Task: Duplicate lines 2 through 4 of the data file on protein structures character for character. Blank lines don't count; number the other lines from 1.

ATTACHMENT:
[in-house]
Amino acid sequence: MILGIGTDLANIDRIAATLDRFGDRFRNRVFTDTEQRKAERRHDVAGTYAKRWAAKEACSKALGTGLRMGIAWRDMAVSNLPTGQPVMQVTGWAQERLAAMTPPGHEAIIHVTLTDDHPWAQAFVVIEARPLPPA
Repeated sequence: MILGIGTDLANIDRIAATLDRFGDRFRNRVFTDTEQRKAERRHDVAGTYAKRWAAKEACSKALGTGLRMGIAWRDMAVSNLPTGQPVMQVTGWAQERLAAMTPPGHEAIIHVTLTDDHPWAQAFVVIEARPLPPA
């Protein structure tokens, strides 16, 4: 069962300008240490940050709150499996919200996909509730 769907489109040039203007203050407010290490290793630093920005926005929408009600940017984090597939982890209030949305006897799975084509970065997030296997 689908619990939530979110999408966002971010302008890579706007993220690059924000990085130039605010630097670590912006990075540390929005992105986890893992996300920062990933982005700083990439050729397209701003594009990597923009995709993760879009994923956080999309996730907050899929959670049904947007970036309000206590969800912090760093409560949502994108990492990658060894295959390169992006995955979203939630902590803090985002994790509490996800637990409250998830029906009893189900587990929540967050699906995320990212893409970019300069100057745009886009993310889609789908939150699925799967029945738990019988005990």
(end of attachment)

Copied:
Amino acid sequence: MILGIGTDLANIDRIAATLDRFGDRFRNRVFTDTEQRKAERRHDVAGTYAKRWAAKEACSKALGTGLRMGIAWRDMAVSNLPTGQPVMQVTGWAQERLAAMTPPGHEAIIHVTLTDDHPWAQAFVVIEARPLPPA
Repeated sequence: MILGIGTDLANIDRIAATLDRFGDRFRNRVFTDTEQRKAERRHDVAGTYAKRWAAKEACSKALGTGLRMGIAWRDMAVSNLPTGQPVMQVTGWAQERLAAMTPPGHEAIIHVTLTDDHPWAQAFVVIEARPLPPA
């Protein structure tokens, strides 16, 4: 069962300008240490940050709150499996919200996909509730 769907489109040039203007203050407010290490290793630093920005926005929408009600940017984090597939982890209030949305006897799975084509970065997030296997 689908619990939530979110999408966002971010302008890579706007993220690059924000990085130039605010630097670590912006990075540390929005992105986890893992996300920062990933982005700083990439050729397209701003594009990597923009995709993760879009994923956080999309996730907050899929959670049904947007970036309000206590969800912090760093409560949502994108990492990658060894295959390169992006995955979203939630902590803090985002994790509490996800637990409250998830029906009893189900587990929540967050699906995320990212893409970019300069100057745009886009993310889609789908939150699925799967029945738990019988005990």